Unwanted question | 

Anna Geary plagued by rumours after removing wedding ring temporarily

An All-Ireland winner, Ireland's Fittest Family coach, and now an Instagram influencer, Anna Geary talks about her new documentary, her happy marriage and the baby question you should not ask
Anna Geary looks stunning at our photoshoot.

Anna Geary looks stunning at our photoshoot.

Anna's pretty in pink during our photoshoot.

Anna's pretty in pink during our photoshoot.

Anna Geary relaxes during our photoshoot.

Anna Geary relaxes during our photoshoot.

Anna Geary in her new two-part documentary, Why Girls Quit Sport

Anna Geary in her new two-part documentary, Why Girls Quit Sport

By Denise Smith

Not even a road closure and an errant tractor will keep Anna Geary from turning up and getting the job done.

The 33-year-old hit obstacle after obstacle before landing on the set of our exclusive shoot on the opulent grounds of Cliff at Lyons.

Ever the professional, the All-Ireland winner is accustomed to working under pressure and with just an hour to shoot three looks, it's pretty obvious how the Ireland's Fittest Family coach always kept her nerve on the pitch.

"We'll get it done lads, don't worry," sings the former camogie ace in her familiar Cork lilt.

Vibrant, charismatic and completely effervescent, Anna is chatting animatedly about her new passion project, Why Girls Quit Sport. The two-part documentary sees the sports star set out to determine why the majority of teenage girls give up on sport and exercise.

Working with Ringsend College in one of Dublin's most vibrant communities, Anna sets herself a challenge to try and convince a reluctant group of teenage girls to form a GAA team.

Anna's pretty in pink during our photoshoot.

Anna's pretty in pink during our photoshoot.

Anna Geary in her new two-part documentary, Why Girls Quit Sport

Anna Geary in her new two-part documentary, Why Girls Quit Sport

She says: "I didn't just want it to be a frivolous topic, I wanted it to really reflect and look at what it's like to be a teenage girl and the challenges that they face now, and the kind of distractions that they might have that are possibly taking them away from sports.

"I think people often think sport is a game, but it is so much more than that from a social point of view, from a mental health point of view and then there is the physical aspect of it. It's taught me to cope with setbacks, it's taught me how to fail but to come back stronger. It has given me so many life skills.

"The girls are excellent and their personalities really shine through, they were so honest and so giving of their opinions, they are the real stars of the show.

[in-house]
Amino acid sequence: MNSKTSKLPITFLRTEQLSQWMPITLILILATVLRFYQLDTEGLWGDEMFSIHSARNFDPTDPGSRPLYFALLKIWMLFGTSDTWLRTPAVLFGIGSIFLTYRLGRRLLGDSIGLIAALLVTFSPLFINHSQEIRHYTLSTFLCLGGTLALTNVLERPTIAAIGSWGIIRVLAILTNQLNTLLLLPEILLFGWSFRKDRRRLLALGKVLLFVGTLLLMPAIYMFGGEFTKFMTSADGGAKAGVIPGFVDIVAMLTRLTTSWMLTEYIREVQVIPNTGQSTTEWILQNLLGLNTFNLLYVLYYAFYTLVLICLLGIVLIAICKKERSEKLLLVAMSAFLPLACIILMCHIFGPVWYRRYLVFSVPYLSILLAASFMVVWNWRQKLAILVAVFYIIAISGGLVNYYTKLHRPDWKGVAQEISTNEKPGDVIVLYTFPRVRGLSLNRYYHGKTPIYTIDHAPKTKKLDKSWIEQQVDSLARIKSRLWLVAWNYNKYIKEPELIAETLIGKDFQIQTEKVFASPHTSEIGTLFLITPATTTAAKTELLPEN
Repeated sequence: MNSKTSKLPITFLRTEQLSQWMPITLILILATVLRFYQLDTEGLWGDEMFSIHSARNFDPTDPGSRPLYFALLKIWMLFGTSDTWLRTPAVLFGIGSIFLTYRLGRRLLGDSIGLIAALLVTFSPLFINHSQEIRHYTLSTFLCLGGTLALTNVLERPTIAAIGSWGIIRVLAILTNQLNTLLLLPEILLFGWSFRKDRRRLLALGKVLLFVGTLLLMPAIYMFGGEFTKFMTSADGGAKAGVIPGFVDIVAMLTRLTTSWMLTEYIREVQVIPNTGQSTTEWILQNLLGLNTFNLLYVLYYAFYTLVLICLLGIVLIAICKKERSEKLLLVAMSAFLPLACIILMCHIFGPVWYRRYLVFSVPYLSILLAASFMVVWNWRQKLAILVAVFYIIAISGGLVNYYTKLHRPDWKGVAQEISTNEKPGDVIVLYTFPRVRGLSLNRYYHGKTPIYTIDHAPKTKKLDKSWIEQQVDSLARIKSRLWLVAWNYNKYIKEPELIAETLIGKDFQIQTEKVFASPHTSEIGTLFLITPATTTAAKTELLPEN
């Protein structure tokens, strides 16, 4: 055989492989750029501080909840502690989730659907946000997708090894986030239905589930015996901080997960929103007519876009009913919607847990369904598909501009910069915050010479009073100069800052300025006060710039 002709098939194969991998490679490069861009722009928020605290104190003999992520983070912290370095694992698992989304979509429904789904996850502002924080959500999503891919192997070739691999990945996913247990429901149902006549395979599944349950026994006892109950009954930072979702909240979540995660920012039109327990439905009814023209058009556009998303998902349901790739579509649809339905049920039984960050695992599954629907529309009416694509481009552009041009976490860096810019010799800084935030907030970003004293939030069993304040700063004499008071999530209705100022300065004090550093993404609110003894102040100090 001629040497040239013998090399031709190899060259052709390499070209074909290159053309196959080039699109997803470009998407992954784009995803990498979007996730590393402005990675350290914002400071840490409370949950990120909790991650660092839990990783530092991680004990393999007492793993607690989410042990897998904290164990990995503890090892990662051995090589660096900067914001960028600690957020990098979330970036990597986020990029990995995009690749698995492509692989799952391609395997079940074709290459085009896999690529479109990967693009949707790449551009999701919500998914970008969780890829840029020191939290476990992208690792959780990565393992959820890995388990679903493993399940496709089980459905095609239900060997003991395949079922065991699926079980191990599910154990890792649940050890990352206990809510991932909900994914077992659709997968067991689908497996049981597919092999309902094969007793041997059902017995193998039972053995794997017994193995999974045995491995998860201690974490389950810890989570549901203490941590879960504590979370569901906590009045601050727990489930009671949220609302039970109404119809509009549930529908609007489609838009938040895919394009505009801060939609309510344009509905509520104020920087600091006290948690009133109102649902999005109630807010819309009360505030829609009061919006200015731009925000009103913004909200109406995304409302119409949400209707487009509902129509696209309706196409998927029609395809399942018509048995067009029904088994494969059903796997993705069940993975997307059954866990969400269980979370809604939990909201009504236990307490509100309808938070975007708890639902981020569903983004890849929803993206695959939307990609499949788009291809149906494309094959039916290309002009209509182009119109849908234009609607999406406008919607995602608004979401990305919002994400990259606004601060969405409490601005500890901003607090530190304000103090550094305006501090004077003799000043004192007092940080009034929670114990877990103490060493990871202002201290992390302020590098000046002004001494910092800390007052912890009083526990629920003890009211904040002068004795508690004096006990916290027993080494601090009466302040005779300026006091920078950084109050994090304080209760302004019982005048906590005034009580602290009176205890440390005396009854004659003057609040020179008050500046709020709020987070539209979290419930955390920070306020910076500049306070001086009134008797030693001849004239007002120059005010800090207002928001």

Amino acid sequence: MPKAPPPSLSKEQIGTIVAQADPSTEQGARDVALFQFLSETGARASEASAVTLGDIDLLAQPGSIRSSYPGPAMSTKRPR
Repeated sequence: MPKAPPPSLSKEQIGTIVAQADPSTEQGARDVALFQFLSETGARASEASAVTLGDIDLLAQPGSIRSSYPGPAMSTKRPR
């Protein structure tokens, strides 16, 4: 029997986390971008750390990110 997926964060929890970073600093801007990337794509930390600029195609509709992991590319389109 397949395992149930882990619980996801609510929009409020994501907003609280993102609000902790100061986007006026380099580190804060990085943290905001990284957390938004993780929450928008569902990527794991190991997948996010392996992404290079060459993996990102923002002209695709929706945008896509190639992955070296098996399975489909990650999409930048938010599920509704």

"I am nervous because parts of the documentary are quite raw and quite emotional for me, because I'm on the journey with them and I'm re-evaluating how I see sport and at one point asking the question - am I part of the problem? Because, for me, sport has always been so competitive and winning was the bottom line."

It's clear that the Dancing With The Stars finalist is on a mission to draw women back to sport, but with her ever-growing profile there's no denying the influence the broadcaster holds on and off the pitch.

Anna Geary relaxes during our photoshoot.

Anna Geary relaxes during our photoshoot.

Anna adds: "I'm very mindful of social media and to be myself. Some people will like that and some people won't.

"I have to be authentic and be me, otherwise I end up living this facade and sooner or later it will come out, you would be exhausted otherwise. So if I can come on to social media even back in lockdown with roots down to my ears, with no make-up on and having had a bad night's sleep with my eyes hanging out of my head or a break out, it's because that's how I look.

"It does remind people this is normal. I do love the Paris filter because it makes me look a little bit more alive.

"But it's when it gets a little bit more drastic and when Photoshop comes into play. I don't know why filters even exist. I mean, it's a hard thing to say because I do like the Paris filter.

"What would happen if all these filters disappeared in the morning? What would we do? Would people come on social media and just get on with it?"

With her growing fan base, it's Anna's straight-talking, no-nonsense approach to social media that has garnered her a 120,000-strong following.

Anna Geary relaxes during our photoshoot.

Anna Geary relaxes during our photoshoot.

Anna Geary in her new two-part documentary, Why Girls Quit Sport